# Current and Voltage Ratings for Multi-Conductor Connectors

I am currently looking at some multi-conductor connectors that will handle reasonably high currents (approximately 30 A at 24 v). When reading datasheets, I see that the connectors have both a maximum current and a maximum voltage. For example,

Voltage Rating: 600 VAC / Current Rating: 9 Amps Max. in 2-position applications.

I am having a hard time interpreting this. My understanding is that the maximum current is dictated by the resistance of the pins. My intuition is that this means that it would be safe to use the conector for any application that draws less than (9 A)(600 V) = 5.4 kW of power as long as the voltage does not exceed 600 VAC.

Is this true? If so, why isn't there a single "maximum power" rating? If not, can you explain how to interpet the rating at different voltages?

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This is a common misconception, and this sort of question has been asked before. I just can't find the question, which probably means that it's good that it's being asked again. –  Kevin Vermeer Feb 18 '12 at 18:39
30A is a lot of current. You could parallel pins in your multipin connectors, but the best option is probably Anderson Powerpole or similar connectors. At least if you are connecting to wires and not PCB<->PCB. –  markrages Feb 18 '12 at 21:12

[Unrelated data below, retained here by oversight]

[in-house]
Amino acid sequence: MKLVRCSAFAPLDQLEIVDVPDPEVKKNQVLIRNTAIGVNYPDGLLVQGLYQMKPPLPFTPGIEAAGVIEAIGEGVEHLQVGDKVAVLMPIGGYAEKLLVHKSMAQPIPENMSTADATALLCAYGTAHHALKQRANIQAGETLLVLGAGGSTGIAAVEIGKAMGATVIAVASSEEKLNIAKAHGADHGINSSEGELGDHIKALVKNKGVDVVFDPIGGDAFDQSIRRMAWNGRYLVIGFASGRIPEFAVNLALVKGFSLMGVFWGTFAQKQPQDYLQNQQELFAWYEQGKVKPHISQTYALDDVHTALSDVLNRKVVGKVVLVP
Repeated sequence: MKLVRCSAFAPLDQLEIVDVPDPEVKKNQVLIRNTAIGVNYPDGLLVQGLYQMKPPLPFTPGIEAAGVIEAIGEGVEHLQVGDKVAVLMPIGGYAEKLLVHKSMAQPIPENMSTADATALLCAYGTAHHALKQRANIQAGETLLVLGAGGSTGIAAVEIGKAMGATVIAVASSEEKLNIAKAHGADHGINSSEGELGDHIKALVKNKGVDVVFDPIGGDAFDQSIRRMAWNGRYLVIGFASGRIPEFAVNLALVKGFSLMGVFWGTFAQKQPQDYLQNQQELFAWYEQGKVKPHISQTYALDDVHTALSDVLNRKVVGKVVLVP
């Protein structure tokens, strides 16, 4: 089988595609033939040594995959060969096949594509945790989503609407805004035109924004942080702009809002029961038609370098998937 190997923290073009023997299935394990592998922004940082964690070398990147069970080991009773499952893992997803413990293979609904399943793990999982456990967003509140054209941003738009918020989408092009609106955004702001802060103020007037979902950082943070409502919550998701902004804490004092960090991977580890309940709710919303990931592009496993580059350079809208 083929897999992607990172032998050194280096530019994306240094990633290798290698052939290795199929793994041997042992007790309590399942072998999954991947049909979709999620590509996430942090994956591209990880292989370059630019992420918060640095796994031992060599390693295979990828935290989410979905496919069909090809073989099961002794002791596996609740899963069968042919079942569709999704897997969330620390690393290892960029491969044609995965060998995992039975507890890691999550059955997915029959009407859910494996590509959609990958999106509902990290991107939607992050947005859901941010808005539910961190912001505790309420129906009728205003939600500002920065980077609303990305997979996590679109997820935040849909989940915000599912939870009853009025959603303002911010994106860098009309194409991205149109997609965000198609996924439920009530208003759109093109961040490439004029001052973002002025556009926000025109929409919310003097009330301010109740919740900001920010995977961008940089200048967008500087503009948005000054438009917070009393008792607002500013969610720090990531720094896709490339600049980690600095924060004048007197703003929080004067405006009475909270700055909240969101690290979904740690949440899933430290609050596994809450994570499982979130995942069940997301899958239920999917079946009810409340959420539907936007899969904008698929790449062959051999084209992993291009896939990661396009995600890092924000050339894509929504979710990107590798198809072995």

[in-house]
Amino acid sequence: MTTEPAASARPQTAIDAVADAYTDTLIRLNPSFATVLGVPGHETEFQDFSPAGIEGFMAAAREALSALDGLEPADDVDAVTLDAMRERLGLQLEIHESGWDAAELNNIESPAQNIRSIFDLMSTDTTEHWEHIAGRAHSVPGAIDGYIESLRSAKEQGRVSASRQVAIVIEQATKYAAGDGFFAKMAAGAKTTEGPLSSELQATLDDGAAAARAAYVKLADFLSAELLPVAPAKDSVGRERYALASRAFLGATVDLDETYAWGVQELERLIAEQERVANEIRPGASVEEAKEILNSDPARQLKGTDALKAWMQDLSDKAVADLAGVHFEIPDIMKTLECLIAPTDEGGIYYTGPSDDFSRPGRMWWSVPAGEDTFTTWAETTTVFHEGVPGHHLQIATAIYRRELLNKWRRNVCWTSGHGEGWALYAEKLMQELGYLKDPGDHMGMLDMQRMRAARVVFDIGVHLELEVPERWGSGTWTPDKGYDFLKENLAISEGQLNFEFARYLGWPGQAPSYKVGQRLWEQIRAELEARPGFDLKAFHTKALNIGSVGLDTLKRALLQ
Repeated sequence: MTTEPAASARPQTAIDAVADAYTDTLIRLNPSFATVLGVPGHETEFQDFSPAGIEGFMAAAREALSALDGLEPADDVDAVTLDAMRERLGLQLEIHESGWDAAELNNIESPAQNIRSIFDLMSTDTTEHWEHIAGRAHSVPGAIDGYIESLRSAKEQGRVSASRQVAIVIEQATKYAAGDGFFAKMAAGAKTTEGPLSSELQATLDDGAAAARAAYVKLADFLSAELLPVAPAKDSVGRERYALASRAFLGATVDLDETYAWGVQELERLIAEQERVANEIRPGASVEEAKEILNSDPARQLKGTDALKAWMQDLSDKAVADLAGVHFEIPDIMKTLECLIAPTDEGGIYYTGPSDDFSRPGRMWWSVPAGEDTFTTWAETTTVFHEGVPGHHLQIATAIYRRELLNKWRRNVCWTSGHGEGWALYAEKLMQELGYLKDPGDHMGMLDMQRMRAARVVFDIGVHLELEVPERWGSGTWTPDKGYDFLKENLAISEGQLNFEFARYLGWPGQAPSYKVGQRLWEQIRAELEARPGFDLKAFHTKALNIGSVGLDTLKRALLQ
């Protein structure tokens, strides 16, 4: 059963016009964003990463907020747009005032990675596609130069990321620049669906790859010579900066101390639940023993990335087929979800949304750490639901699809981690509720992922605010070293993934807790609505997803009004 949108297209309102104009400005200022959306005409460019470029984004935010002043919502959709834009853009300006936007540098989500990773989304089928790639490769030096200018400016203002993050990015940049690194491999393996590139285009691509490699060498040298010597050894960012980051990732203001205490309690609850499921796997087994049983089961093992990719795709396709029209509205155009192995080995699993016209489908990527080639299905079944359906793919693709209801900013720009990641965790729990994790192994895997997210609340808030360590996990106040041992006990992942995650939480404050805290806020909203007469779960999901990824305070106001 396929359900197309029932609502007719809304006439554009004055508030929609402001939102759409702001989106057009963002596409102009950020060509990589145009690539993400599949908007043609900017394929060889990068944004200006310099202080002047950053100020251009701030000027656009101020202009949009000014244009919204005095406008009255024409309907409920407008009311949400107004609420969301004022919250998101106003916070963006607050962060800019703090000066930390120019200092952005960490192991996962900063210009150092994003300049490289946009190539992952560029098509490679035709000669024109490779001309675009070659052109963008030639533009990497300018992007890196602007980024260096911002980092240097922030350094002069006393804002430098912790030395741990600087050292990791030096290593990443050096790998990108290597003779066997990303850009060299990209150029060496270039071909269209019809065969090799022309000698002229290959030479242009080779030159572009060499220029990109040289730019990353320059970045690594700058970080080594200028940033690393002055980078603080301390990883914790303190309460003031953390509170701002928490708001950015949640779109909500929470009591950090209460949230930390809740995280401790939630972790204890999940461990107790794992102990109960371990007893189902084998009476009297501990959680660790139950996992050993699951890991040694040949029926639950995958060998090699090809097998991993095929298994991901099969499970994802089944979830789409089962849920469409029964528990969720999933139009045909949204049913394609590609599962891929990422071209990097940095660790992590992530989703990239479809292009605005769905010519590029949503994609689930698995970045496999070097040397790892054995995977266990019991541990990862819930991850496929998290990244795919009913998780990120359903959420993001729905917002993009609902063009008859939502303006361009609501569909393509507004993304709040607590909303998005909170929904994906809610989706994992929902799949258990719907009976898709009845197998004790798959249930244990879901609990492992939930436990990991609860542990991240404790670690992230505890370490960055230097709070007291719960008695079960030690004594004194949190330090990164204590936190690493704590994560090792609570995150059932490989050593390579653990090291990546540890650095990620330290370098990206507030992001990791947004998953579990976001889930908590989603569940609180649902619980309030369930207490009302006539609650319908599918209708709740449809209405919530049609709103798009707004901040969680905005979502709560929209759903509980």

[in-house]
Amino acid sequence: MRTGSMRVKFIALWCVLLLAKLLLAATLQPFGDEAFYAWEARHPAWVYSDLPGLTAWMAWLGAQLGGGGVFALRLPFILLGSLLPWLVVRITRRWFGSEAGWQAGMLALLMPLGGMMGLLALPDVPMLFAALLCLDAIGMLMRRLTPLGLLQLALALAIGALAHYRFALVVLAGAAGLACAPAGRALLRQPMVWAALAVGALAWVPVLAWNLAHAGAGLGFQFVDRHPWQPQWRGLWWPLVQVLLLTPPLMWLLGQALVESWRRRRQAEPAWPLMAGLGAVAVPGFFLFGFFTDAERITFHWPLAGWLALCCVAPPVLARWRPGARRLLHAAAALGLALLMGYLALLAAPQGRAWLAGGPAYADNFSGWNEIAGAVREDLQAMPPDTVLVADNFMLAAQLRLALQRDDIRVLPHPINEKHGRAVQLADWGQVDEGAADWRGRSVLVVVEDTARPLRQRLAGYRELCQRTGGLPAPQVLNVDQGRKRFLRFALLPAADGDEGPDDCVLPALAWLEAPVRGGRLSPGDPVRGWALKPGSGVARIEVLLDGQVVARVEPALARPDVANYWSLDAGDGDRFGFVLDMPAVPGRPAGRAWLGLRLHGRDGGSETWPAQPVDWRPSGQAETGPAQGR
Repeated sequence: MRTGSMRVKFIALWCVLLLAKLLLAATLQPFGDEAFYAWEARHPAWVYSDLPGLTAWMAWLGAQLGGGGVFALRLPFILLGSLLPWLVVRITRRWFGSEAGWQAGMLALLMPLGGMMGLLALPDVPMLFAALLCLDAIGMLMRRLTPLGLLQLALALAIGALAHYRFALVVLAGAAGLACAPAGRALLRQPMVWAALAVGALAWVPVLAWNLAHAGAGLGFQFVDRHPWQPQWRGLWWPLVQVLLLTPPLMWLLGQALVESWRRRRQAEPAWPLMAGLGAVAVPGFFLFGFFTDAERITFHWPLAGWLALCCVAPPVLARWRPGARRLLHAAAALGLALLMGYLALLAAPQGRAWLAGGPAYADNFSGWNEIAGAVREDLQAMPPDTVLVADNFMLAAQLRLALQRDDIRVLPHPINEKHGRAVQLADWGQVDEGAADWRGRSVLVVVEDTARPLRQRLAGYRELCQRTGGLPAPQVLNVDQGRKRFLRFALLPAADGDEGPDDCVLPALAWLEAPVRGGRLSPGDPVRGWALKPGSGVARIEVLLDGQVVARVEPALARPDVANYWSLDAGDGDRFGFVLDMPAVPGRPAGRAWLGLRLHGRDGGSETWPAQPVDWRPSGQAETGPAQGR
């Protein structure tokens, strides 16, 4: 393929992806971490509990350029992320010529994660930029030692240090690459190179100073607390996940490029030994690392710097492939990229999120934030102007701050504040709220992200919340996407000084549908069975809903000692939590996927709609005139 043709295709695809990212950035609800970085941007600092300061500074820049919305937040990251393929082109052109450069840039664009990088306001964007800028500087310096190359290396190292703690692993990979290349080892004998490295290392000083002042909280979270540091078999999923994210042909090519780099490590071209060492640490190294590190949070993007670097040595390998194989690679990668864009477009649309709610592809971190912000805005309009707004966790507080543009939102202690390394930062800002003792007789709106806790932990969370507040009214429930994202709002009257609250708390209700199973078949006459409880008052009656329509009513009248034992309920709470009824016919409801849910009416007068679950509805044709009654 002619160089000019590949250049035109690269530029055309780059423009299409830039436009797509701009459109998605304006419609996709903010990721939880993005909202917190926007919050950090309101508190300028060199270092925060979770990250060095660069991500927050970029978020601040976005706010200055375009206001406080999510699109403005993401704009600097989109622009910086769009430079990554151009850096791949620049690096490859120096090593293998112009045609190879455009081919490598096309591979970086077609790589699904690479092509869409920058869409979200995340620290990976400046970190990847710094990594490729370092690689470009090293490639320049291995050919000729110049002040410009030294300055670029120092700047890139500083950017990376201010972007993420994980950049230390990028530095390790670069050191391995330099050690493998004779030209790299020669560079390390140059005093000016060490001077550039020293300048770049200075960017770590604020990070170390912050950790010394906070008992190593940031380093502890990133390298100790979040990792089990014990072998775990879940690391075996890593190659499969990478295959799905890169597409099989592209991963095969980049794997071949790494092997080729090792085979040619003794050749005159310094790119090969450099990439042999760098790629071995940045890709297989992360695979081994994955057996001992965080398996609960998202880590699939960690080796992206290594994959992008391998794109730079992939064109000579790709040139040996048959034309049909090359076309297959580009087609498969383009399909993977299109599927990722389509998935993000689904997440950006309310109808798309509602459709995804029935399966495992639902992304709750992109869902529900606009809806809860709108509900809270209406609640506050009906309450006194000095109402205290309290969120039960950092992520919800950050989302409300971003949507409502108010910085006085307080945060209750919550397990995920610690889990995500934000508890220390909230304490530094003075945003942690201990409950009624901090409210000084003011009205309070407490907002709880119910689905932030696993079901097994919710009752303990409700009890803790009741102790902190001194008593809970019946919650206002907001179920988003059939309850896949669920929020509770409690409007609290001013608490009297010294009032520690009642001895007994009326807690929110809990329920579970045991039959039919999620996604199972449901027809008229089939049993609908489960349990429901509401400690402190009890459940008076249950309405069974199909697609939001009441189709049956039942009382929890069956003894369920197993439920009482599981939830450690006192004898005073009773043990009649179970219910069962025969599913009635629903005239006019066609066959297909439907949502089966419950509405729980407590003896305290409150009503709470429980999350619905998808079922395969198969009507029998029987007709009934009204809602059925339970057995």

power-handling capability is not an inherent property of any electrical component; it is only an indirect consequence of current/voltage limits. –  Jason S Feb 18 '12 at 23:07

The voltage rating is related to the breakdown voltage of the plastic between the pins. You shouldn't exceed the breakdown voltage even of theres no current at all.

The current rating is, as you say, relates to the pin resistance and how much the connector will heat up. You shouldn't exceed the current rating even at very low voltages.

Edit:

As KellenJB says in another answer, it looks like the key thing you're missing is that the power consumed in the connector (and so the self-heating which could damage the connector) is not related to the voltage between the pins, but to the current through the pin. This current, combined with the (very small) resistance of the pin or contact, generates a small voltage between one end of the pin and the other (or between one pin and the socket its mated to). This voltage, multiplied by the current, gives the heat generated in the connector.

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Everything The Photon has said is correct, but let me give you an actual example.

Power=resistance*current^2

So 9 amps going through the pin would result in power dissipation in the pin of P=x*9^2. As I am sure you can see by now, the voltage doesn't come into play here at all.

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Just came back to add this to my answer, it looks like OP was not totally clear on how to apply Ohm's law or how to tell whether power is consumed in the interconnect or the load, so this should help to clarify. –  The Photon Feb 19 '12 at 2:56
Yes, you're absolutely right! I was considering the power consumed by the load---which is a function of the voltage between the pins---instead of the power lost in the connector. @ThePhoton's reply makes perfect sense now. –  Michael Koval Feb 19 '12 at 3:29